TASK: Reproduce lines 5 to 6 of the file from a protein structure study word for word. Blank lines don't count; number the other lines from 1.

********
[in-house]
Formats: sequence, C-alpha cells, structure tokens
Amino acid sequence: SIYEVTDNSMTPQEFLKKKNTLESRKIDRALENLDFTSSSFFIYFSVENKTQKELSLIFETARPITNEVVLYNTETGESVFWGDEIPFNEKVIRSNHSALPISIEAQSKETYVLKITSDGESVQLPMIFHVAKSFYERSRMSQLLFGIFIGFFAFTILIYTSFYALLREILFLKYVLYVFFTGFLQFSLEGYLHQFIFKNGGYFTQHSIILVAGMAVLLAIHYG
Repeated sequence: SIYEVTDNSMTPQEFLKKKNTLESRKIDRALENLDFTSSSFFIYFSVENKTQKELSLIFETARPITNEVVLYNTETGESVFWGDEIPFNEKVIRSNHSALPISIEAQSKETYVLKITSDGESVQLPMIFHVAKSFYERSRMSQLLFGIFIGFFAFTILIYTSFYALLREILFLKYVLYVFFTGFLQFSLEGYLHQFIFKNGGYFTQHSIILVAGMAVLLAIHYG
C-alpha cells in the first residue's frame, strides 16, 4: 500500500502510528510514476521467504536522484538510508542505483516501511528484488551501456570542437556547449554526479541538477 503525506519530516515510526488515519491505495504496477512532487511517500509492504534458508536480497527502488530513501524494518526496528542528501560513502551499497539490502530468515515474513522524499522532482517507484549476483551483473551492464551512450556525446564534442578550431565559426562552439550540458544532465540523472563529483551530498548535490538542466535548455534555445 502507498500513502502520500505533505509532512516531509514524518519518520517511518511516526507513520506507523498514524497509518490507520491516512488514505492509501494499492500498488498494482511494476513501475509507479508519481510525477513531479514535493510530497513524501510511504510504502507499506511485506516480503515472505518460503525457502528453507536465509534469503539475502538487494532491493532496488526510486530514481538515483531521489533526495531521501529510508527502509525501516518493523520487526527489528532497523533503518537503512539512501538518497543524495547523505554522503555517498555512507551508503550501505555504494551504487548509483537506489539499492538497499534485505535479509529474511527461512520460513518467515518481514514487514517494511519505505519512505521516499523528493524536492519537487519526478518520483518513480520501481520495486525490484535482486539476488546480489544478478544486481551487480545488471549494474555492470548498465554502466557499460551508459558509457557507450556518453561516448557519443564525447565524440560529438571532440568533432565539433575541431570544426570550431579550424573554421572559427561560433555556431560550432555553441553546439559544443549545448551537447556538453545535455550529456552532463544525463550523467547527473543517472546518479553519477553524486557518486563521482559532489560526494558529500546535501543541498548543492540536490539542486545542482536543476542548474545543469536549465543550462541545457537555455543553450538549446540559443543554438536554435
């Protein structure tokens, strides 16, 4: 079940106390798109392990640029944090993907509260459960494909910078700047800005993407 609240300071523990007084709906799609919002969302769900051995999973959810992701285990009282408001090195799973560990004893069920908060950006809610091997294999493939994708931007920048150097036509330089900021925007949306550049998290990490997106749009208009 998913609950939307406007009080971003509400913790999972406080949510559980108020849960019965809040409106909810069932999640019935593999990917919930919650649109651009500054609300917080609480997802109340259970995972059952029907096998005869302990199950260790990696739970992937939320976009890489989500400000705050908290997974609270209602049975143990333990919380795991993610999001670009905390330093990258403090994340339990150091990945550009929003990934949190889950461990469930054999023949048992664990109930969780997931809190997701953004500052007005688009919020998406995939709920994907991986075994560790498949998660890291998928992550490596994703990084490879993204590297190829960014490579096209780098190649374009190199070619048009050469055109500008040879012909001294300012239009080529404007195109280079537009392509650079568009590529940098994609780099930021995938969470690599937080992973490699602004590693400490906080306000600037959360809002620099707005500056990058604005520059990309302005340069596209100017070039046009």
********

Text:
C-alpha cells in the first residue's frame, strides 16, 4: 500500500502510528510514476521467504536522484538510508542505483516501511528484488551501456570542437556547449554526479541538477 503525506519530516515510526488515519491505495504496477512532487511517500509492504534458508536480497527502488530513501524494518526496528542528501560513502551499497539490502530468515515474513522524499522532482517507484549476483551483473551492464551512450556525446564534442578550431565559426562552439550540458544532465540523472563529483551530498548535490538542466535548455534555445 502507498500513502502520500505533505509532512516531509514524518519518520517511518511516526507513520506507523498514524497509518490507520491516512488514505492509501494499492500498488498494482511494476513501475509507479508519481510525477513531479514535493510530497513524501510511504510504502507499506511485506516480503515472505518460503525457502528453507536465509534469503539475502538487494532491493532496488526510486530514481538515483531521489533526495531521501529510508527502509525501516518493523520487526527489528532497523533503518537503512539512501538518497543524495547523505554522503555517498555512507551508503550501505555504494551504487548509483537506489539499492538497499534485505535479509529474511527461512520460513518467515518481514514487514517494511519505505519512505521516499523528493524536492519537487519526478518520483518513480520501481520495486525490484535482486539476488546480489544478478544486481551487480545488471549494474555492470548498465554502466557499460551508459558509457557507450556518453561516448557519443564525447565524440560529438571532440568533432565539433575541431570544426570550431579550424573554421572559427561560433555556431560550432555553441553546439559544443549545448551537447556538453545535455550529456552532463544525463550523467547527473543517472546518479553519477553524486557518486563521482559532489560526494558529500546535501543541498548543492540536490539542486545542482536543476542548474545543469536549465543550462541545457537555455543553450538549446540559443543554438536554435
């Protein structure tokens, strides 16, 4: 079940106390798109392990640029944090993907509260459960494909910078700047800005993407 609240300071523990007084709906799609919002969302769900051995999973959810992701285990009282408001090195799973560990004893069920908060950006809610091997294999493939994708931007920048150097036509330089900021925007949306550049998290990490997106749009208009 998913609950939307406007009080971003509400913790999972406080949510559980108020849960019965809040409106909810069932999640019935593999990917919930919650649109651009500054609300917080609480997802109340259970995972059952029907096998005869302990199950260790990696739970992937939320976009890489989500400000705050908290997974609270209602049975143990333990919380795991993610999001670009905390330093990258403090994340339990150091990945550009929003990934949190889950461990469930054999023949048992664990109930969780997931809190997701953004500052007005688009919020998406995939709920994907991986075994560790498949998660890291998928992550490596994703990084490879993204590297190829960014490579096209780098190649374009190199070619048009050469055109500008040879012909001294300012239009080529404007195109280079537009392509650079568009590529940098994609780099930021995938969470690599937080992973490699602004590693400490906080306000600037959360809002620099707005500056990058604005520059990309302005340069596209100017070039046009």